The idea of a foreign fund in Luxemburg, with up to 50 billion euros in Greek public assets, stands at the center of a decision taken by leaders at the summit. In the event of no agreement, Greece could be offered negotiations for a “timeout” from the Eurozone, with a likely restructuring of the debt.
“Valuable Greek assets of [EUR 50 bn] shall be transferred to an existing external and independent fund like the Institution for Growth in Luxembourg, to be privatized and decrease debt.”
The Institution for Growth counts German Finance Minister Wolfgang Schäuble on its board, as anyone can see here. Its chairmanship alternates between the German Minister of Finance and the Minister for Economic Affairs.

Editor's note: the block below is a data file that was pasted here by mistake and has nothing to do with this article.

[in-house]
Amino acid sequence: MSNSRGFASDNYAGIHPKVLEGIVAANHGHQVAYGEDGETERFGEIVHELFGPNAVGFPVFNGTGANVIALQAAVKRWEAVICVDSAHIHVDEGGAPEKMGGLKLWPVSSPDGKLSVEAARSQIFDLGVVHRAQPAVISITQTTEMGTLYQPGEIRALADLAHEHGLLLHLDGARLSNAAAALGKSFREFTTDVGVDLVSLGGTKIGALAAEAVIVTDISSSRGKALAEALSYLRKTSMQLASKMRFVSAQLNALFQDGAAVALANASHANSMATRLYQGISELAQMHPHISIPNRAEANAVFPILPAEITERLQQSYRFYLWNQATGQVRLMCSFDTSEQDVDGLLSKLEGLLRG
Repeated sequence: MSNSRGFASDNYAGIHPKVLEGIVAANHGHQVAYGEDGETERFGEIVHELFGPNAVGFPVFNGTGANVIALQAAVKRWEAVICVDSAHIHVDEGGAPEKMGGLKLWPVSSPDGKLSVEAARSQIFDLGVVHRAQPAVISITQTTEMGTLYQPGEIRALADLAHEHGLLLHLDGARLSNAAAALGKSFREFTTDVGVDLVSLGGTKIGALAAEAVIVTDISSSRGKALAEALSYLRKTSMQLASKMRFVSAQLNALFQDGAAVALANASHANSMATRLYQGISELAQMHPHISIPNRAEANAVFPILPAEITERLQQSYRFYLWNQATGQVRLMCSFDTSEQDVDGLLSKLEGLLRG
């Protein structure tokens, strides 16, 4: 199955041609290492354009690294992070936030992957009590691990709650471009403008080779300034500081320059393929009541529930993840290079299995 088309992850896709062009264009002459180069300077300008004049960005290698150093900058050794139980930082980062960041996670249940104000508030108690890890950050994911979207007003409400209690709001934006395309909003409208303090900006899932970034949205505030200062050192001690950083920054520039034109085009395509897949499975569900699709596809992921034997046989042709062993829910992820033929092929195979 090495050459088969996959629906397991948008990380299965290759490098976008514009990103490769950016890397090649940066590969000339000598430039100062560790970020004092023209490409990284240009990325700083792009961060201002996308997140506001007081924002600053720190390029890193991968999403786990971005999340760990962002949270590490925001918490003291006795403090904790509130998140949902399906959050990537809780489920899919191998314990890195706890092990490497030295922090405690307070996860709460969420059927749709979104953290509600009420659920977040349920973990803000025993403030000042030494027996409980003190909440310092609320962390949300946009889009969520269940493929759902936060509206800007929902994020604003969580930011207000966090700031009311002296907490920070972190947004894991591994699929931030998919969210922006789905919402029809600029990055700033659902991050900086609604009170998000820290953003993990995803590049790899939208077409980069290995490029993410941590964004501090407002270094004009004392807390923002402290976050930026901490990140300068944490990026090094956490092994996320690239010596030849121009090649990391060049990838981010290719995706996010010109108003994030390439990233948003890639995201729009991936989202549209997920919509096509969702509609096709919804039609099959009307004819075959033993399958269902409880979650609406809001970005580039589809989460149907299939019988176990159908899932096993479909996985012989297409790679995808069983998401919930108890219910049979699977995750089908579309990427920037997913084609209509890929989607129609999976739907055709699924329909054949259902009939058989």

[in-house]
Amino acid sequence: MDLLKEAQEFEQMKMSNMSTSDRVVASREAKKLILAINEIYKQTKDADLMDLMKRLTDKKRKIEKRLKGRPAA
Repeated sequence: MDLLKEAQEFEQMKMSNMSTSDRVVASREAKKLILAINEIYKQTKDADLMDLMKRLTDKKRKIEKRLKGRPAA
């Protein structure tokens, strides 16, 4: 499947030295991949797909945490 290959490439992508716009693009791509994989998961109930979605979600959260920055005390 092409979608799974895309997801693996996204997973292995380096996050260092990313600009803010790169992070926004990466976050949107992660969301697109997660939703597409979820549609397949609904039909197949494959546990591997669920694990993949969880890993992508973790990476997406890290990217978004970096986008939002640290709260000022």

Discussion of this matter began back in 2014 (see here), with no mention of a funds transfer. Just what is this bank? It was created to manage Marshall Plan resources for reconstructing the German economy, and it is involved in more than 1600 projects in developed economies abroad. This is a German national bank worth half a trillion – in other words, about twice as much as the World Bank. In 2011 it loaned 70 billion, drawing from international markets with low interest rates thanks to its AAA rating. Leon Macioszek has explained that the government invests 1.5 billion in the fund and yields 3-4 billion.
In Greece the Institution for Growth is already involved in funding the lignite plant in Ptolemaida, which has been the object of environmental concerns.
But the most important piece of information is that the fund gave 300 million euros to Lehman Brothers the same day that the firm went bankrupt. Bild, which we all know and love, wrote at that time that “it is the most idiotic German bank.” But not everyone was convinced this was mistaken.
We’re sure that our own money is in good and trustworthy hands.